“We are delighted to work with one of the U.S. Government’s premier national labs,” said Anthony Huston, President and CEO of Graphite One, in the Jan. 20 news release. “Given PNNL’s experience in developing renewable energy solutions, and the importance of graphite to the major renewable energy applications as well as the energy storage systems required for the national grid, Graphite One sees this as a major step in our supply chain strategy.”
The second news release details Graphite One’s arrangement with Sandia National Laboratories in Albuquerque, New Mexico. The company’s subsidiary Graphite One (Alaska) has provided material from the Graphite Creek deposit to Sandia, as part of Sandia’s green extraction processing work.
National Technology and Engineering Solutions of Sandia, a subsidiary of Honeywell International, Inc., operates Sandia National Laboratories as a contractor for the U.S. Department of Energy’s National Nuclear Security Administration (NNSA).
In 2021, Sandia’s patent-pending process was awarded a prestigious R&D 100 Award, “GOLD Special Recognition in Green Technology for Environmentally Benign Extraction of Critical Metals Using Supercritical CO2-Based Solvent”. Sandia’s method uses supercritical CO2 in combination with a food-grade additive to extract rare earths and other critical minerals. Sandia will test Graphite Creek material as a potentially critical mineral-rich carbonaceous feedstock.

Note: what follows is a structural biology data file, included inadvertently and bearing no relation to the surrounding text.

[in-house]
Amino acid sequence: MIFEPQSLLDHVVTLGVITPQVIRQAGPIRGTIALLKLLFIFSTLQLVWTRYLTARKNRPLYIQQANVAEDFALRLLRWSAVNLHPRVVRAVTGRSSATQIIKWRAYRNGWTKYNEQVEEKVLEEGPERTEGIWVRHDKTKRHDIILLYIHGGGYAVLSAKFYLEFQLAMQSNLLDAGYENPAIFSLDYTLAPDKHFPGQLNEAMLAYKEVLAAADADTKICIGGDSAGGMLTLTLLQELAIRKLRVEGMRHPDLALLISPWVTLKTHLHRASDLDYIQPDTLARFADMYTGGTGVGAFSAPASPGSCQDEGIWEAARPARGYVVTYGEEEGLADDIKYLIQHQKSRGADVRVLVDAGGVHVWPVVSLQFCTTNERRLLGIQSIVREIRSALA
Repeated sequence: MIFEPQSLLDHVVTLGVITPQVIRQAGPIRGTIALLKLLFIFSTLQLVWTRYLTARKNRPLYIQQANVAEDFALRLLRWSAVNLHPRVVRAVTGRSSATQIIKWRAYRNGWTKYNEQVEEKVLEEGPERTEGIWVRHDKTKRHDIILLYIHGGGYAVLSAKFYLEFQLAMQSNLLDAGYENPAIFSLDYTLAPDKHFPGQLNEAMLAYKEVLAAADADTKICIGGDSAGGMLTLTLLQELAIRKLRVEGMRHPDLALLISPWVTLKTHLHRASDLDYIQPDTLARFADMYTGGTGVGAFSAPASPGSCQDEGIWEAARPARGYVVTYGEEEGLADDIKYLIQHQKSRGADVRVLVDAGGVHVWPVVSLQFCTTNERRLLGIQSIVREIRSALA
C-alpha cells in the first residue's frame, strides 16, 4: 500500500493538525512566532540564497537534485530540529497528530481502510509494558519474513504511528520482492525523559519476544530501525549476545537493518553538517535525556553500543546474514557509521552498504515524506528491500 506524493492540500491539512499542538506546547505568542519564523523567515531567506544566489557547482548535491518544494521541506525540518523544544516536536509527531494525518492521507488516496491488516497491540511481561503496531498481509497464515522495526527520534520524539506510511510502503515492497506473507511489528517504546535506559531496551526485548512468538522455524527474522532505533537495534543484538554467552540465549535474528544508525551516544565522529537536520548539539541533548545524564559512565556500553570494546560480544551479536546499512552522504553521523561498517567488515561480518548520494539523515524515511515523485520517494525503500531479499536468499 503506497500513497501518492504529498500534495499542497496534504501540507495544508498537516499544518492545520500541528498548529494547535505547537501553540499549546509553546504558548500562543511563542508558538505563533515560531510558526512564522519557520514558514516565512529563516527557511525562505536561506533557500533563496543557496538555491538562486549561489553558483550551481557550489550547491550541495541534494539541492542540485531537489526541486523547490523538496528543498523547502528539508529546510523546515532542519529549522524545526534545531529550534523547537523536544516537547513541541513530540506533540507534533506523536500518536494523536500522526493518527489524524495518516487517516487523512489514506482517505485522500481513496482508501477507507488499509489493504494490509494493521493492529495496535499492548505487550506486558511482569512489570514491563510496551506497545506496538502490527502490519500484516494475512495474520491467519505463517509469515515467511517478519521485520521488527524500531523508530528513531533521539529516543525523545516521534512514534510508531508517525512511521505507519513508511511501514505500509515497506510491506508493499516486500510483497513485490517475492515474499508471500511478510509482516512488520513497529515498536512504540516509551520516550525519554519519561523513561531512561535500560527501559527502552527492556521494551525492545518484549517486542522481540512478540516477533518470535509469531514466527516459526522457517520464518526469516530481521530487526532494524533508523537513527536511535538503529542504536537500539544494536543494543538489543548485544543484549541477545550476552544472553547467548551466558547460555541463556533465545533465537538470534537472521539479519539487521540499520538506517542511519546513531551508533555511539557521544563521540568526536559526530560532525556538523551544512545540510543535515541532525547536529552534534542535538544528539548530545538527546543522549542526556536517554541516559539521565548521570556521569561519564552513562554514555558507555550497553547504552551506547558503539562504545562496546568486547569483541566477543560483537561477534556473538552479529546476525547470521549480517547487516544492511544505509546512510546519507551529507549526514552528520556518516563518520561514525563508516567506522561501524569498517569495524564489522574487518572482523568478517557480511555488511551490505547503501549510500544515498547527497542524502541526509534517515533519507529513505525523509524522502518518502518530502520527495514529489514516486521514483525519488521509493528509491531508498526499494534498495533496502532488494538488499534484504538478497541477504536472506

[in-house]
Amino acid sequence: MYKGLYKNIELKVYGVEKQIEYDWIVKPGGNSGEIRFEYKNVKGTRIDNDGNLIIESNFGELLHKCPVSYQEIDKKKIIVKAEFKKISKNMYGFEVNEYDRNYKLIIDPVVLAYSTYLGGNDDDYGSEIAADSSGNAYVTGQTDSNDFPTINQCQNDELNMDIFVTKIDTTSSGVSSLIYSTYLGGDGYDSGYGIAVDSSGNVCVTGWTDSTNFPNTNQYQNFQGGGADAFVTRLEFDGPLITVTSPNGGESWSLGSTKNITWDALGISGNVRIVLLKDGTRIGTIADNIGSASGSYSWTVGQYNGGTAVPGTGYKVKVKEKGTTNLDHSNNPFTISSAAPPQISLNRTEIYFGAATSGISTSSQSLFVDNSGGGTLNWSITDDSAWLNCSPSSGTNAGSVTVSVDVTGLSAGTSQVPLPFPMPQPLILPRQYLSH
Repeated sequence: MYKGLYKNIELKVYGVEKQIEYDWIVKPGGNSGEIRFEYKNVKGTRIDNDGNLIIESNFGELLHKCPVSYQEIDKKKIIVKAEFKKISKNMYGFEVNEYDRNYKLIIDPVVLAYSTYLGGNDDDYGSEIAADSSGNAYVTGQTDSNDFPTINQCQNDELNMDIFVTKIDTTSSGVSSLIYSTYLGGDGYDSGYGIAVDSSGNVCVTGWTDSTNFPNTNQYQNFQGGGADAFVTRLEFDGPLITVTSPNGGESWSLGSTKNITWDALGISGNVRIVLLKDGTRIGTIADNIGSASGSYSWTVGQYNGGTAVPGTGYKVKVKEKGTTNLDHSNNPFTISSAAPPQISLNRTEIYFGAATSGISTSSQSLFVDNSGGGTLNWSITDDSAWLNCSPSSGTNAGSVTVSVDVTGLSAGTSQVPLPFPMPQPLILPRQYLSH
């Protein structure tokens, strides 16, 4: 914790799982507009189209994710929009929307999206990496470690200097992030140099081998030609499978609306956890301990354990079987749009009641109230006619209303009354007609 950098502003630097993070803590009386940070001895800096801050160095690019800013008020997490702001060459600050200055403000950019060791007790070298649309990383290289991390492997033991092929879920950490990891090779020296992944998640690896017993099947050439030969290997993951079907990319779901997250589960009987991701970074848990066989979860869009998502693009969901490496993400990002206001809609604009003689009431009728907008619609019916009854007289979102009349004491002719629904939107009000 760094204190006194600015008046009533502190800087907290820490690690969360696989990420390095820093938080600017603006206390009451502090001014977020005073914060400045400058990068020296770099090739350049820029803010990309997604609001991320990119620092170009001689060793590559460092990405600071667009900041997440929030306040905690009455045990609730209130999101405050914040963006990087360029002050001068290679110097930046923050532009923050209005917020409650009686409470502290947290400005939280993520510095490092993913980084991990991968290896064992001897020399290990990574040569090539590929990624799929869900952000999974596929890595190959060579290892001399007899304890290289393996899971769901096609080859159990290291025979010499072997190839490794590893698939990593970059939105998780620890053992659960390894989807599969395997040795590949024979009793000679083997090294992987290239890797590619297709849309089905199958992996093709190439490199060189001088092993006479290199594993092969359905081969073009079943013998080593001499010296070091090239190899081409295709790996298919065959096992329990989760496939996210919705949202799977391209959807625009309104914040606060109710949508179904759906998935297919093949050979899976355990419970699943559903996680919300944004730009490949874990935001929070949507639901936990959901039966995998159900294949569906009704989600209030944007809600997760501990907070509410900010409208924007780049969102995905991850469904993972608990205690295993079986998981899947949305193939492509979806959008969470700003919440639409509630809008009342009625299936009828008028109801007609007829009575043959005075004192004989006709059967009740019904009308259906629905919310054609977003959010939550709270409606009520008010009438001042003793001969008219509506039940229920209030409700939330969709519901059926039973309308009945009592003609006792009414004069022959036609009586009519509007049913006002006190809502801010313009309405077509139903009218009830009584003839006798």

“We are pleased that Sandia will apply its path-breaking process to Graphite Creek material,” CEO Huston said in the Jan. 25 news release. “We are excited about the potential for value-added applications which identify flake graphite from Graphite Creek as a unique resource, and Sandia’s process will provide us important data on that potential with implications for how we unlock the value of G1’s additional critical minerals.”
These latest updates place Graphite One in a stronger position to continue its work in Alaska, where it holds the country’s largest confirmed graphite resource.
Following on last year’s success, the company is about to ramp up drilling in 2023-2024 with a total of 20,000 meters planned. The results would help to determine the possibility of increasing the designed production capacity for the upcoming Graphite Creek feasibility study.
If all goes according to plan, the FS would move Graphite One’s deposit that much closer to becoming America’s only source of mined graphite, helping to shed its import reliance.
The project already has the backing of the highest levels of government in Alaska, and is expected to qualify for tax incentives under the US Inflation Reduction Act.
In a world where battery minerals like graphite are becoming increasingly in-demand and hard to come by for most countries, the development of such a project should warrant more attention.
Graphite One Inc.
Shares Outstanding: 109.8m
Market cap: Cdn$161.4m